Back in ancient times shortly after vet school graduation, I sat to dinner with a recently minted MD and we commiserated about people giving us a hard time about our ages.
“I grew a beard,” he said. “It helps.”
That option was out for me, so I cut my hair into an unflattering soccer mom ‘do (it was the early 2000s. We did horrible things back then), dyed it mousy brown, and added glasses in an attempt to make myself appear older and wiser. I don’t really know if it helped. Despite all these efforts and the lab coat with “Dr. Vogelsang” embroidered on it, I would constantly have clients ask me when the doctor was coming in the room. As the years passed and I clearly became old enough to be a doctor, the question persisted. I began to wonder if my age wasn’t the problem.
I once worked for two doctors, a man and a woman who were friends and business partners. He always introduced himself by his first name: “Hi, I’m Peter Foster.” Clients loved it, and afterwards continued to call him Dr. Foster. She did as well: “Hi, I’m Amy Sterling.” It was 50/50 at best whether or not clients called her Amy or Dr. Sterling after that. They usually called her Amy when they were about to complain about something or to see if she would run something by Dr. Foster despite the fact that she was more experienced and essentially his boss.
I guess I am old fashioned in that I prefer people to use proper titles, within context. When I go to my own doctor’s office, I refer to them by their title; it’s about respect, right? In a social context I would use their first name. It’s easier to let go of that need when it doesn’t have an impact on whether or not clients treat your recommendations with the weight your degree gives them, but from my own observations, the clients who want to call me Jessica (or god forbid shorten it to Jess, a fireable offense in my opinion) are also the ones who minimize my expertise.
You’d think that as I got older, this would bother me less. The opposite is true. For a long time I would keep my discomfort to myself, because who wants to be perceived as overly sensitive? Or God forbid, shrill? Maybe it was my fault for not seeming confident enough. Maybe I was being too sensitive. So for years, when people would ask for my first name after I specifically left it out of my introduction, I’d just smile and give it before confirming yes, Dr. Foster thought my recommendations were a good idea.
Most professional women I know have gone through the same internal debate wondering if this was all in our heads. A recent paper in the Journal of Women’s Health showed that when doctors introduced other doctors in a grand rounds environment, women were more likely to use a professional title. Men were less likely to use the title of doctor overall, and even less likely when it was a woman they were introducing. To summarize how often people were introduced using their professional title:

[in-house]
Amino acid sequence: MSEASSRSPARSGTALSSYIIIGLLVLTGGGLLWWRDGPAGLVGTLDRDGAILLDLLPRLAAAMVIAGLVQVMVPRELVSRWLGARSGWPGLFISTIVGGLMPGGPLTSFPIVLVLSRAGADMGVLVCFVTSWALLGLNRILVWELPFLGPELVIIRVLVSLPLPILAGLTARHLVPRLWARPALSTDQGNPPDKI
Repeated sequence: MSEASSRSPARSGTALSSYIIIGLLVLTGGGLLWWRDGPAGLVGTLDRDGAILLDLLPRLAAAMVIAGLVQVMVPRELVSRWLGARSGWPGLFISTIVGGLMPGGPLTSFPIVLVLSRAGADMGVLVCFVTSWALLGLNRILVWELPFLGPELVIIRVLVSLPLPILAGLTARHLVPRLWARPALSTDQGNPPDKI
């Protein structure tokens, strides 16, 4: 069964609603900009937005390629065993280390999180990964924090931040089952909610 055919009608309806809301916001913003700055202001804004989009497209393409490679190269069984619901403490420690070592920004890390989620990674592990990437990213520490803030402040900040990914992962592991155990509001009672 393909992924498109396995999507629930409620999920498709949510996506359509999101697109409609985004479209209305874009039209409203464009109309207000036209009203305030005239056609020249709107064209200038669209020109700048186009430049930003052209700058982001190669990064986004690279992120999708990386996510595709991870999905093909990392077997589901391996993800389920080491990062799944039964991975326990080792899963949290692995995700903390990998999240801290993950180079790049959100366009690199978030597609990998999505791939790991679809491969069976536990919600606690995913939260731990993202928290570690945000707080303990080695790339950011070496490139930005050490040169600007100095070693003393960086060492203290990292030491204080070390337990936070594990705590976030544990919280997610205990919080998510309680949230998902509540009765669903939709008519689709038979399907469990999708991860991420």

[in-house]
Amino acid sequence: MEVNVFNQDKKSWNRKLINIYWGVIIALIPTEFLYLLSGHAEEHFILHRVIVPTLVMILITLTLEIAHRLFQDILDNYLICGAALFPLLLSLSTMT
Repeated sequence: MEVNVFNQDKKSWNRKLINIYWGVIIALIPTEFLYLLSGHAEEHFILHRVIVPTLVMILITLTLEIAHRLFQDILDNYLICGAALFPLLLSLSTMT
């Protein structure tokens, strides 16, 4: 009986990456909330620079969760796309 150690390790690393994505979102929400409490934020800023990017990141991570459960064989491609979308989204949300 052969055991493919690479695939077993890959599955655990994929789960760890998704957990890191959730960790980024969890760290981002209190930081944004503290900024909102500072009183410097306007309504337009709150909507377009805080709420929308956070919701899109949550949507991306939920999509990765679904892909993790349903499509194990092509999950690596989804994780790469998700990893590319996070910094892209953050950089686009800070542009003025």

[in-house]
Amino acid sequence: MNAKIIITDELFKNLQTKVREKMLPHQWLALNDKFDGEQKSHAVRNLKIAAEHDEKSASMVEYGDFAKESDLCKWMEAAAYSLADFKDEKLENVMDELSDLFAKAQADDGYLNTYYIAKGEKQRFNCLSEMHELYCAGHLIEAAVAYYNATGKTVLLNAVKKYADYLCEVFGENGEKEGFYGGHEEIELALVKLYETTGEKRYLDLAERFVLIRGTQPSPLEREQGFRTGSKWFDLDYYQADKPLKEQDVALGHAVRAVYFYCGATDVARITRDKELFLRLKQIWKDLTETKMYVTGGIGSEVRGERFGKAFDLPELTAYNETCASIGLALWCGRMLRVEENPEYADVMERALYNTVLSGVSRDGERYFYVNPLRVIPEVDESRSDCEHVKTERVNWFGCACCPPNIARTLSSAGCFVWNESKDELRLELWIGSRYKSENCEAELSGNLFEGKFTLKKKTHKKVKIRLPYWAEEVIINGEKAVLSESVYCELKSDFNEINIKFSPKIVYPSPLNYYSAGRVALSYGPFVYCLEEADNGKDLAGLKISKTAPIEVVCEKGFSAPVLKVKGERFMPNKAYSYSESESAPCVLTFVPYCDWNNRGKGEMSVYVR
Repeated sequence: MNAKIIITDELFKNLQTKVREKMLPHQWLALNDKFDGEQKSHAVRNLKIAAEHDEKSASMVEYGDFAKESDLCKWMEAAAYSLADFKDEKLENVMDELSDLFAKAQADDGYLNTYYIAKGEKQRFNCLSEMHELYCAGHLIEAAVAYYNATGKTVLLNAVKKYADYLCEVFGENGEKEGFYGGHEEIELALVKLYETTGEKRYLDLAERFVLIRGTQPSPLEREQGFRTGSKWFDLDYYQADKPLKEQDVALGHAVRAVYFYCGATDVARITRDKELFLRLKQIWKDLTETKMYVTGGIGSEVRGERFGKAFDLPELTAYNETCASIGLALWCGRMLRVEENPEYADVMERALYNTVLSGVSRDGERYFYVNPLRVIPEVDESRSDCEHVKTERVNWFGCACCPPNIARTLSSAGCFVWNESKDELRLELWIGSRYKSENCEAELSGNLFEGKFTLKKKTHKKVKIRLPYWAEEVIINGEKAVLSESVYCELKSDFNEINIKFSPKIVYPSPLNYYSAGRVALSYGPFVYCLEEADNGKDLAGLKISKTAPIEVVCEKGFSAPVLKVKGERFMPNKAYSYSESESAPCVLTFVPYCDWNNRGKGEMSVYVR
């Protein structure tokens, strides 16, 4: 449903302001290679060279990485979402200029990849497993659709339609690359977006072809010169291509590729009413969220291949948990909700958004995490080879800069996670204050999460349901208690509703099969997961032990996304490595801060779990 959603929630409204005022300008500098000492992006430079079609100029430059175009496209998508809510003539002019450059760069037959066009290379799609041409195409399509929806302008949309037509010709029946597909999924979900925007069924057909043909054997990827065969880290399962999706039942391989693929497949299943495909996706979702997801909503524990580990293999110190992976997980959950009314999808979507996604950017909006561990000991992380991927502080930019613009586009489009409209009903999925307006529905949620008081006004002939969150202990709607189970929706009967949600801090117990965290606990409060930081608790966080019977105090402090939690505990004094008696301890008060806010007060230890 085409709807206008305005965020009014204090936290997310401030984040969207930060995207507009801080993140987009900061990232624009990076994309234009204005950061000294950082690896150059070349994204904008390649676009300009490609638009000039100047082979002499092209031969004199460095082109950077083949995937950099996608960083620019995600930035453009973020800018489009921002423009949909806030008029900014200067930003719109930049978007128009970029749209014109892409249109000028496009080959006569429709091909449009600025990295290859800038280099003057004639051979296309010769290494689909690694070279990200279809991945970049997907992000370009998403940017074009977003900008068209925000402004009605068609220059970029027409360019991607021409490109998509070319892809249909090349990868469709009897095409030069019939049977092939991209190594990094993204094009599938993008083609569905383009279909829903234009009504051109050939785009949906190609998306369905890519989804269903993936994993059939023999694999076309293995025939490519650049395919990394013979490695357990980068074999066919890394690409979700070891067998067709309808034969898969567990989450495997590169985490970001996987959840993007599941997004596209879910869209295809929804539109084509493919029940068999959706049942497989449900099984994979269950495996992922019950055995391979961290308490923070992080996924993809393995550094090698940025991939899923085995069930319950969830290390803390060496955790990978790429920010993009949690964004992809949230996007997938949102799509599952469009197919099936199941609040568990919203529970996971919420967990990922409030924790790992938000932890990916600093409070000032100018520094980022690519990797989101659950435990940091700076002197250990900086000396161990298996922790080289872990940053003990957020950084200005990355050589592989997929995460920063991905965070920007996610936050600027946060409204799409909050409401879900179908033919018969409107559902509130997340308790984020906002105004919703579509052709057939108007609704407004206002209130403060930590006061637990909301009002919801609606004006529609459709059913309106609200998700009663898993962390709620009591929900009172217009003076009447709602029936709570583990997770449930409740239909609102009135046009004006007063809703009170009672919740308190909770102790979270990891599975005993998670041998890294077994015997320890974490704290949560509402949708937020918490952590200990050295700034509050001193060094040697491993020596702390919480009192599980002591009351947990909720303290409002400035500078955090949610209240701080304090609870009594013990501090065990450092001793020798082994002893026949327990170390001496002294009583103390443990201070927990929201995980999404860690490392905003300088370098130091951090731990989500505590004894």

- Woman introducing woman: 98%
- Man introducing man: 72%
- Woman introducing man: 95%
- Man introducing woman: 49%
It’s hard to discuss these things because it always seems to segue into a “here we go again hating on men” thing. It’s not true. I love men, promise. I married one and I work with one and I admire lots of them. I have been supported and championed by men who want to do the right thing and I am so grateful for that. Are we clear on this? OK, good. The good men I know don’t shy away from listening to me when I share my experiences. When we’re too scared to share our reality because we don’t want to hurt someone’s feelings, we all lose. I don’t know why this shakes out the way it does, but there’s the numbers so at least we can all breathe a sigh of relief that we aren’t making it all up in our heads.
The biggest takeaway from this study, at least for me, is that women seem to care more about professional titles in general, regardless of whom they are addressing. Perhaps this is because for many of us, we rely on it to reinforce our expertise, or we sense when it is being left out as a conscious or subconscious means to minimize us. Perhaps men don’t care as much because they don’t need that title as much? I don’t know. Maybe some day we will understand more.
For now, I’m going to continue to be That Person and love other people who support me in this crusade. I once overheard one of the greatest technicians and friends in existence, my friend Amber, having this conversation on the phone: “Jessica? Who’s that? We don’t have a Jessica here….Oh, you mean DOCTOR VOGELSANG? I’ll take a message.” Did I mention she was the greatest? Because she is. She has three sons and a daughter now, and I am sure they are also going to be the greatest.
To all the strong and wonderful women doctors I know: It’s OK to want that title, and to correct someone when it is left out. We earned it. Don’t be afraid to hold it close, and be generous with its use with our colleagues. It does mean something. To all the strong and wonderful male doctors I know: Thanks for calling me Doc. I promise to do the same for you.
When she’s not busy watching debates and reading fact check sites, Editorial Director Jessica Vogelsang is a San Diego veterinarian with Paws into Grace and the creator of the popular website pawcurious.com. Her writing is regularly featured on outlets such as dvm360, Vetstreet, and petmd. Her debut memoir All Dogs Go to Kevin is available in bookstores, online, and as an ebook from all major book retailers. For more information about the book and Dr. Vogelsang, visit drjessicavogelsang.com.